Background:Myasthenia gravis (MG) is an autoimmune neuromuscular disease, with gut microbiota considered to be a pathogenetic factor. Previous pilot studies have found differences in the gut microbiota of patients with MG and healthy individuals. To determine whether gut microbiota has a pathogenetic role in MG, we compared the gut microbiota of patients with MG with that of patients with non-inflammatory and inflammatory neurological disorders of the peripheral nervous system (primary endpoint) and healthy volunteers (secondary endpoint).Methods:Faecal samples were collected from patients with MG (n = 41), non-inflammatory neurological disorder (NIND, n = 18), chronic inflammatory demyelinating polyradiculoneuropathy (CIDP, n = 6) and healthy volunteers (n = 12). DNA was isolated from these samples, and the variable regions of the 16S rRNA gene were sequenced and statistically analysed.Results:No differences were found in alpha- and beta-diversity indices computed between the MG, NIND and CIDP groups, indicating an unaltered bacterial diversity and structure of the microbial community. However, the alpha-diversity indices, namely Shannon, Chao 1 and abundance-based coverage estimators, were significantly reduced between the MG group and healthy volunteers. Deltaproteobacteria and Faecalibacterium were abundant within the faecal microbiota of patients with MG compared with controls with non-inflammatory diseases.Conclusion:Although the overall diversity and structure of the gut microbiota did not differ between the MG, NIND and CIDP groups, the significant difference in the abundance of Deltaproteobacteria and Faecalibacterium supports the possible role of gut microbiota as a contributor to pathogenesis of MG. Further studies are needed to confirm these findings and to develop possible treatment strategies.
Monaghan TM, Biswas RN, Nashine RR, et al., 2021, Multiomics profiling reveals signatures of dysmetabolism in urban populations in central India, Microorganisms, Vol: 9, Pages: 1-21, ISSN: 2076-2607
Background: Non-communicable diseases (NCDs) have become a major cause of morbidity and mortality in India. Perturbation of host–microbiome interactions may be a key mechanism by which lifestyle-related risk factors such as tobacco use, alcohol consumption, and physical inactivity may influence metabolic health. There is an urgent need to identify relevant dysmetabolic traits for predicting risk of metabolic disorders, such as diabetes, among susceptible Asian Indians where NCDs are a growing epidemic. Methods: Here, we report the first in-depth phenotypic study in which we prospectively enrolled 218 adults from urban and rural areas of Central India and used multiomic profiling to identify relationships between microbial taxa and circulating biomarkers of cardiometabolic risk. Assays included fecal microbiota analysis by 16S ribosomal RNA gene amplicon sequencing, quantification of serum short chain fatty acids by gas chromatography-mass spectrometry, and multiplex assaying of serum diabetic proteins, cytokines, chemokines, and multi-isotype antibodies. Sera was also analysed for N-glycans and immunoglobulin G Fc N-glycopeptides. Results: Multiple hallmarks of dysmetabolism were identified in urbanites and young overweight adults, the majority of whom did not have a known diagnosis of diabetes. Association analyses revealed several host–microbe and metabolic associations. Conclusions: Host–microbe and metabolic interactions are differentially shaped by body weight and geographic status in Central Indians. Further exploration of these links may help create a molecular-level map for estimating risk of developing metabolic disorders and designing early interventions.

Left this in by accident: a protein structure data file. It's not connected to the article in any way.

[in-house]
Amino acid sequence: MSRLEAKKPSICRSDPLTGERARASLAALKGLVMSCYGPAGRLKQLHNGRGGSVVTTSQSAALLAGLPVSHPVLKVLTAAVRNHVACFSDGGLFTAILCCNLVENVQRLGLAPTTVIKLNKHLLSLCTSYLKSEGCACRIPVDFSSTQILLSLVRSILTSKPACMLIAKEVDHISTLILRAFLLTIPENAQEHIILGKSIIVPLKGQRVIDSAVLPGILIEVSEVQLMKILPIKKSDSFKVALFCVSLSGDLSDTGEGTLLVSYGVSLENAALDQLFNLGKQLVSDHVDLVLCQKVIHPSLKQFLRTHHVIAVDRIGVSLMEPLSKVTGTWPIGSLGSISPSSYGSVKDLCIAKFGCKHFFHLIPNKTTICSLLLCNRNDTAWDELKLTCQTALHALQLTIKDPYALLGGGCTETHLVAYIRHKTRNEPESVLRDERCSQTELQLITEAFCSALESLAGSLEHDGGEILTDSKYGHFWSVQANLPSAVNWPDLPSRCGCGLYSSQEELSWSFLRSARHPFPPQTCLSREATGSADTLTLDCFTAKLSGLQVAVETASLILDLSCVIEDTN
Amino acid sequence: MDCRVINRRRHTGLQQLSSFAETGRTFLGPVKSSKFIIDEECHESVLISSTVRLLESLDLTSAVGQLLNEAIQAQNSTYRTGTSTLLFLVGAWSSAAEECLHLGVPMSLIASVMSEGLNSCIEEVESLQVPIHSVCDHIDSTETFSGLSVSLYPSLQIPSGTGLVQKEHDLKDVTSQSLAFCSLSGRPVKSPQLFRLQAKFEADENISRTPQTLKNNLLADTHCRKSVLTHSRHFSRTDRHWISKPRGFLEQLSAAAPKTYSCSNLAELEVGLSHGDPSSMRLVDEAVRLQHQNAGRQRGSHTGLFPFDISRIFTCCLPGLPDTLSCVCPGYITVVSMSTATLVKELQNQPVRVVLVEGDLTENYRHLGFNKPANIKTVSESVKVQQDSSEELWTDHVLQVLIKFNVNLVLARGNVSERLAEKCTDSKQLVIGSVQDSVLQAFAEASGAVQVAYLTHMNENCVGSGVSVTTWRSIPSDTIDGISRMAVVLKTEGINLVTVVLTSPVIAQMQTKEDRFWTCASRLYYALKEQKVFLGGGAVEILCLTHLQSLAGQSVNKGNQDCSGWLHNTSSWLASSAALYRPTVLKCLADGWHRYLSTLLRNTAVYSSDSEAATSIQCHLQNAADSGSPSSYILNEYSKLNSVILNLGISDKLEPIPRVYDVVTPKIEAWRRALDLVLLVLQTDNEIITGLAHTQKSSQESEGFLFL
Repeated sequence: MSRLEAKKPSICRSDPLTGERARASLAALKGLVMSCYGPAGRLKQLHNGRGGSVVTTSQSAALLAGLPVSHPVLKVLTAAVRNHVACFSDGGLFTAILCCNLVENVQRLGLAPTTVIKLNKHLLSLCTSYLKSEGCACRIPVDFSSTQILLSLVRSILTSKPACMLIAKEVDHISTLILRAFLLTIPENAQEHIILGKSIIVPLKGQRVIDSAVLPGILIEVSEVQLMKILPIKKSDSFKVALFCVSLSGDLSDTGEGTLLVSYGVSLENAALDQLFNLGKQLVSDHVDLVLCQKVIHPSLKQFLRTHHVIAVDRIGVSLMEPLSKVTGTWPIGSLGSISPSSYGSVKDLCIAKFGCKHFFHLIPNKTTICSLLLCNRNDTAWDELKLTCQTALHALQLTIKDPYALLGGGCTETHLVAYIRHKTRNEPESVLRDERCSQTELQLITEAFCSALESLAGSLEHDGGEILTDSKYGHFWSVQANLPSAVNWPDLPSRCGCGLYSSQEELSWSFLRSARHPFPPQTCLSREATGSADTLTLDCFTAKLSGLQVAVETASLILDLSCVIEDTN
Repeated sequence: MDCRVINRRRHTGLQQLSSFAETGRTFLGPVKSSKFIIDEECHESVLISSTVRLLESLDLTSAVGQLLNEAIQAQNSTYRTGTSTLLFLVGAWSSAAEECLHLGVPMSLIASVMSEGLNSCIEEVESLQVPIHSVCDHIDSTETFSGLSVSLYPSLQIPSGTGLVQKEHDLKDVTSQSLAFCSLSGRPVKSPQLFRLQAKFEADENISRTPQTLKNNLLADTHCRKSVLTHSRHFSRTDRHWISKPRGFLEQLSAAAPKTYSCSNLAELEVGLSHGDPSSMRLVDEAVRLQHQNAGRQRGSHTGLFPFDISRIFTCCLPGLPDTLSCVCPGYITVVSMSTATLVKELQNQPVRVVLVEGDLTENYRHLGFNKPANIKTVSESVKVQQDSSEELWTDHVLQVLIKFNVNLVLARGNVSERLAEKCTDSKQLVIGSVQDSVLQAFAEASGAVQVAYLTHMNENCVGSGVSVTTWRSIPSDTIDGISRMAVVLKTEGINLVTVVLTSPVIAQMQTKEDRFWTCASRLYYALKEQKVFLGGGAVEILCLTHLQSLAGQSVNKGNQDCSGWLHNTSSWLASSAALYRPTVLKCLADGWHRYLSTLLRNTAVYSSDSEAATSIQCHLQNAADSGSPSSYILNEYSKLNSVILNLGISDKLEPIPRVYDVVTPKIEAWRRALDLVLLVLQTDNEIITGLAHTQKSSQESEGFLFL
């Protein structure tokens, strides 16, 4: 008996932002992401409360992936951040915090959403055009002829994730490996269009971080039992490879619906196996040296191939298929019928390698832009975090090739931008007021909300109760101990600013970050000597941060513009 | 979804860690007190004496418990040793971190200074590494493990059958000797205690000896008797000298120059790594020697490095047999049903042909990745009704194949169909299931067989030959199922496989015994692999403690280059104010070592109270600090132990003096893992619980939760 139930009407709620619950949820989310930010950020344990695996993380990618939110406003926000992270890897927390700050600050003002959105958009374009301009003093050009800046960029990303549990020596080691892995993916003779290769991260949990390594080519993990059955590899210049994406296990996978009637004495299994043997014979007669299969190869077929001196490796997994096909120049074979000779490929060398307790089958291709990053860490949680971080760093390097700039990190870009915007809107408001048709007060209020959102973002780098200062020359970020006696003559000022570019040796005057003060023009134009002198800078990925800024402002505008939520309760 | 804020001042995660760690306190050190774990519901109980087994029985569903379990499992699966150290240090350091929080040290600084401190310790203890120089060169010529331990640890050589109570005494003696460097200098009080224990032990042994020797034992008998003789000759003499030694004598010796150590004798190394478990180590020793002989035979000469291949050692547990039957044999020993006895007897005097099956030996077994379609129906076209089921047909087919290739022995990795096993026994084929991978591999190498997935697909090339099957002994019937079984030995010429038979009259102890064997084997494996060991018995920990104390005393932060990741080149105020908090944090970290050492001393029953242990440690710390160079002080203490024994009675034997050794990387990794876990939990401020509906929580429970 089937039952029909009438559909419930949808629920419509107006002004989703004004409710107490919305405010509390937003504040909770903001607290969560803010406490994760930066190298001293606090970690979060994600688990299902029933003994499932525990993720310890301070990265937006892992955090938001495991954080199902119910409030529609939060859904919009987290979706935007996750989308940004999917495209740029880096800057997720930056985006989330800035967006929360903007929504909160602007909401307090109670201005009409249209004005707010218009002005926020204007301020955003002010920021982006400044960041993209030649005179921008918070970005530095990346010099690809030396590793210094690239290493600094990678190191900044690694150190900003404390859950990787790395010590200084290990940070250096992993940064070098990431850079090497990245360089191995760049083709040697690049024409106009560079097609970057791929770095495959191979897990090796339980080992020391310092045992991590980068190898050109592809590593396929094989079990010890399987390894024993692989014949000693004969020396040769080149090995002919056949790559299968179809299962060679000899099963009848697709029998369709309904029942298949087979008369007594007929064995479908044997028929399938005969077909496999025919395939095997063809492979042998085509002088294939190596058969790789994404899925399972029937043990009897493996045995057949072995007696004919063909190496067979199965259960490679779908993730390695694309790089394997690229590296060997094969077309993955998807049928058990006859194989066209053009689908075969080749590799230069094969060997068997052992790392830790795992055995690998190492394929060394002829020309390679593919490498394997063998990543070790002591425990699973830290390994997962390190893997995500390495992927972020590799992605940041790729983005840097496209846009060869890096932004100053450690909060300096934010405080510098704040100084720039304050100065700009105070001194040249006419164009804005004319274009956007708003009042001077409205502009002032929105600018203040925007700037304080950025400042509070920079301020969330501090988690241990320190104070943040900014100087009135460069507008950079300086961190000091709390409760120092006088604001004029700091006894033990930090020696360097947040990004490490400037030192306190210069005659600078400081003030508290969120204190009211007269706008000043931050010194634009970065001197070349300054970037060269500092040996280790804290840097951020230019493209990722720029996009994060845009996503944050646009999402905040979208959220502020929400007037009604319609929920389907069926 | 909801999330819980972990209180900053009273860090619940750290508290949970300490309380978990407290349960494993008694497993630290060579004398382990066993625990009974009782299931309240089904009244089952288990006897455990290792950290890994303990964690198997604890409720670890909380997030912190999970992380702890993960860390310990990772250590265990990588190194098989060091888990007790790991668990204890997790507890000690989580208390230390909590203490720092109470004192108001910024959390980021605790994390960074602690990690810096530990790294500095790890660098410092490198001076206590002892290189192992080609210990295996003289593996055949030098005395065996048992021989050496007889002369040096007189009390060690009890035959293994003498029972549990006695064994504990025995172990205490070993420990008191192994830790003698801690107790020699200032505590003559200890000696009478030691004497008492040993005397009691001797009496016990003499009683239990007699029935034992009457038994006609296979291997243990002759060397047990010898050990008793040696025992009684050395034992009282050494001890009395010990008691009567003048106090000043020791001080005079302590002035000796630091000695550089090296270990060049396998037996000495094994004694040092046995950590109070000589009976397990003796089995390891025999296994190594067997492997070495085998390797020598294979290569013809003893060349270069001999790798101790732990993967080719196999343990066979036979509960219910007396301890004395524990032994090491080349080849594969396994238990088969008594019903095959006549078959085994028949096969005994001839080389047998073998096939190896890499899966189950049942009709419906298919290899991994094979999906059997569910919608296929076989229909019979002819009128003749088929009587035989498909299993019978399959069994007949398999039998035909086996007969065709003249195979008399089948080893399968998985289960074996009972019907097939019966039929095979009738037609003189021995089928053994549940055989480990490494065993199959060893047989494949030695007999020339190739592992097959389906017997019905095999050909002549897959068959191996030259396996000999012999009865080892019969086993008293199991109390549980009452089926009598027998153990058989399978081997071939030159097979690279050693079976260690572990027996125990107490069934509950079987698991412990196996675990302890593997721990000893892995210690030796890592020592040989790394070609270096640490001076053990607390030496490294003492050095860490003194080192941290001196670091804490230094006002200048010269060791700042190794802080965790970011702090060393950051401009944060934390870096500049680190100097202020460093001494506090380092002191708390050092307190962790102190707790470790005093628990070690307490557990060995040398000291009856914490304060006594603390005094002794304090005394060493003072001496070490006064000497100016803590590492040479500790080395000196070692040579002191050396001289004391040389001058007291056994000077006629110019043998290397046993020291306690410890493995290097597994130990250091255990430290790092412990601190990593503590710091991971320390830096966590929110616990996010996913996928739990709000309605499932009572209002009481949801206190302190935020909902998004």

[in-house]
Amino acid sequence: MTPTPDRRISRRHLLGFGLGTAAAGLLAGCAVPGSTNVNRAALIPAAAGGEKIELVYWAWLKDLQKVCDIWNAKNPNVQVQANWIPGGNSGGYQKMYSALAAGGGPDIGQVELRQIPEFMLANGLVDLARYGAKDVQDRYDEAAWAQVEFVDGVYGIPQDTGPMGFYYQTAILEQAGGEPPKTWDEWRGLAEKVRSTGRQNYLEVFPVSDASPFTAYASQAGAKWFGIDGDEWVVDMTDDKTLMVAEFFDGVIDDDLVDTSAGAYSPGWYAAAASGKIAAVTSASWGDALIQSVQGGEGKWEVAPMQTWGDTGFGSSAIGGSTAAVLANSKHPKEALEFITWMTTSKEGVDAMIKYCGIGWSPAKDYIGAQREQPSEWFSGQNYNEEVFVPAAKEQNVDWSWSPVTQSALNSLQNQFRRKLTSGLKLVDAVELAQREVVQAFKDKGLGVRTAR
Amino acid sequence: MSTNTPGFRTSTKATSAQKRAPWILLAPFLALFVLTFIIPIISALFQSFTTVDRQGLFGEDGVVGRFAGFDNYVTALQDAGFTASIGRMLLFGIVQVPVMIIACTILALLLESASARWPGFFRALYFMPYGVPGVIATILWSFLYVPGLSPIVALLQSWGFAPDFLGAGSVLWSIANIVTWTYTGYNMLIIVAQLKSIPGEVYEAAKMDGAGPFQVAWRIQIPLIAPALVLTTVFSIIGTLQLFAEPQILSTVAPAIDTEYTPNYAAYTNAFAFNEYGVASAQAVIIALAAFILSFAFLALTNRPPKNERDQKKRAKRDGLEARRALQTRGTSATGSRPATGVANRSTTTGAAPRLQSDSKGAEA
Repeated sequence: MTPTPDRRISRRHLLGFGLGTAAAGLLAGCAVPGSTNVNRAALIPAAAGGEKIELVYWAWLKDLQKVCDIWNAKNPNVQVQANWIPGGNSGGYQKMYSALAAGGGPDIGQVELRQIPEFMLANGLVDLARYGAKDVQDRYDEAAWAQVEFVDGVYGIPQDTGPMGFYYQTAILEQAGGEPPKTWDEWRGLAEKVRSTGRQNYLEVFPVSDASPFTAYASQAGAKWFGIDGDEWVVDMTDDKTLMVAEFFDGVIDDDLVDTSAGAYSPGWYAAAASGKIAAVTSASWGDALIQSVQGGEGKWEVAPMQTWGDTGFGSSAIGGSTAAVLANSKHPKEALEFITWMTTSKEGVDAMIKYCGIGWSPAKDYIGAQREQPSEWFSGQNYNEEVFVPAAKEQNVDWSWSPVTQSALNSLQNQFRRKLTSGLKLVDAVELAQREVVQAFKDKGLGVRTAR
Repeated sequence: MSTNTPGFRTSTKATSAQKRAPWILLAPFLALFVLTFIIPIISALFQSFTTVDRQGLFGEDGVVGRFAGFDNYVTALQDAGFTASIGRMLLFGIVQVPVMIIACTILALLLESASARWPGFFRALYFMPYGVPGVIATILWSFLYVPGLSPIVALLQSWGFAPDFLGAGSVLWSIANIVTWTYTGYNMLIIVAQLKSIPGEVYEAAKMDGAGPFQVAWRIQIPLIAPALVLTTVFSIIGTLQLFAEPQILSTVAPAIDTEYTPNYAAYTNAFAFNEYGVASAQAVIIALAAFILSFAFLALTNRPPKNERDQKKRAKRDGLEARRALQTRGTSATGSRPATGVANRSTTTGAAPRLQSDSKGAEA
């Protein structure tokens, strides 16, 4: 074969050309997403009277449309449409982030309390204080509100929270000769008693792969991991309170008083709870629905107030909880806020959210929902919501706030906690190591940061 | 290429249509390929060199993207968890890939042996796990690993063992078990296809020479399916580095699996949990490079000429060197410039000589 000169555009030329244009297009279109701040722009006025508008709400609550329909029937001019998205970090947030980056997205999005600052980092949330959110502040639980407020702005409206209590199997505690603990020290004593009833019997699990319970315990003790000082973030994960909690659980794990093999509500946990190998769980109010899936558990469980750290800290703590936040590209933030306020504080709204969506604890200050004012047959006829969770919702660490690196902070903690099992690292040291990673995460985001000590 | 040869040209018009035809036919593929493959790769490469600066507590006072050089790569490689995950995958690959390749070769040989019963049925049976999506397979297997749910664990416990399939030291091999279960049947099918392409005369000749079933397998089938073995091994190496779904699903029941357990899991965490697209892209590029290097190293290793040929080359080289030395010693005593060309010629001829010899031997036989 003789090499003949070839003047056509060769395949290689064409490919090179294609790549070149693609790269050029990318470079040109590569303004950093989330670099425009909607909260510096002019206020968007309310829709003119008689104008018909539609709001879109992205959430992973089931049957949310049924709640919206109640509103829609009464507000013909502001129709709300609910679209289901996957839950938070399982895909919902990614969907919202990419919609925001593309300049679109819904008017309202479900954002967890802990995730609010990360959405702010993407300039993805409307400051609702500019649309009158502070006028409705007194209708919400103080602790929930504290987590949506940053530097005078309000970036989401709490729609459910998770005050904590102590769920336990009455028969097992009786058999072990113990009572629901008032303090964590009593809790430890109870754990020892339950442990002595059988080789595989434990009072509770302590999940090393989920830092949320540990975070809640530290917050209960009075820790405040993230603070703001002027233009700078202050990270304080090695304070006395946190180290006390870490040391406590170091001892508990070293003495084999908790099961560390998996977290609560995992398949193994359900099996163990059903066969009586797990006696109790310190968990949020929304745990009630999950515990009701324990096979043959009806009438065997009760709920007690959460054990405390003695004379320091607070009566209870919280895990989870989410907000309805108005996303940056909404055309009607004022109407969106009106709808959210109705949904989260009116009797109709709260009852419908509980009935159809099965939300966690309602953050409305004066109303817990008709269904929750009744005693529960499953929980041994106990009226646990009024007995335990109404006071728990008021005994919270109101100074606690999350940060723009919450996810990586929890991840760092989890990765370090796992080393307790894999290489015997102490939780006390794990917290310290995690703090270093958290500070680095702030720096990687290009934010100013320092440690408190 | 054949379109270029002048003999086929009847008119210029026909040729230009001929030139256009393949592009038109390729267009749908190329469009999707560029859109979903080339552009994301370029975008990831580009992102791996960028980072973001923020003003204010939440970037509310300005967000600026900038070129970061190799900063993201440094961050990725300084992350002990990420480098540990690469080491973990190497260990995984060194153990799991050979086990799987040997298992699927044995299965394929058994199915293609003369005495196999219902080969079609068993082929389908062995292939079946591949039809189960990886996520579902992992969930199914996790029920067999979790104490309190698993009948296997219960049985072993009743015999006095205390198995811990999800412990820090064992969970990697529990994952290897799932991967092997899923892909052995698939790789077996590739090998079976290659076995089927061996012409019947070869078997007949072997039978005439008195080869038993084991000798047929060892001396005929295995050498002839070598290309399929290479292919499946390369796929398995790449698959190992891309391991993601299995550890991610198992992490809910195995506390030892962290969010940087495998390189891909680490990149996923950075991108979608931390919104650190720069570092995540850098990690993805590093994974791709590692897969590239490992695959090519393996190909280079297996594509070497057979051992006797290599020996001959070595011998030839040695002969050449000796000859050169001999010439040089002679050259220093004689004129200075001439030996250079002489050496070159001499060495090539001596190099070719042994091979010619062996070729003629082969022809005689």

Li J, 2021, Roux-en-Y Gastric bypass-induced bacterial perturbation contributes to altered host-bacterial co-metabolic phenotype, Microbiome, Vol: 9, ISSN: 2049-2618
BACKGROUND: Bariatric surgery, used to achieve effective weight loss in individuals with severe obesity, modifies the gut microbiota and systemic metabolism in both humans and animal models. The aim of the current study was to understand better the metabolic functions of the altered gut microbiome by conducting deep phenotyping of bariatric surgery patients and bacterial culturing to investigate causality of the metabolic observations. METHODS: Three bariatric cohorts (n = 84, n = 14 and n = 9) with patients who had undergone Roux-en-Y gastric bypass (RYGB), sleeve gastrectomy (SG) or laparoscopic gastric banding (LGB), respectively, were enrolled. Metabolic and 16S rRNA bacterial profiles were compared between pre- and post-surgery. Faeces from RYGB patients and bacterial isolates were cultured to experimentally associate the observed metabolic changes in biofluids with the altered gut microbiome. RESULTS: Compared to SG and LGB, RYGB induced the greatest weight loss and most profound metabolic and bacterial changes. RYGB patients showed increased aromatic amino acids-based host-bacterial co-metabolism, resulting in increased urinary excretion of 4-hydroxyphenylacetate, phenylacetylglutamine, 4-cresyl sulphate and indoxyl sulphate, and increased faecal excretion of tyramine and phenylacetate. Bacterial degradation of choline was increased as evidenced by altered urinary trimethylamine-N-oxide and dimethylamine excretion and faecal concentrations of dimethylamine. RYGB patients' bacteria had a greater capacity to produce tyramine from tyrosine, phenylalanine to phenylacetate and tryptophan to indole and tryptamine, compared to the microbiota from non-surgery, normal weight individuals. 3-Hydroxydicarboxylic acid metabolism and urinary excretion of primary bile acids, serum BCAAs and dimethyl sulfone were also perturbed following bariatric surgery. CONCLUSION: Altered bacterial composition and metabolism contribute to metabolic observations in biofluid
Raglan O, MacIntyre D, Mitra A, et al., 2021, The association between obesity and weight loss after bariatric surgery on the vaginal microbiota, Microbiome, Vol: 9, Pages: 1-17, ISSN: 2049-2618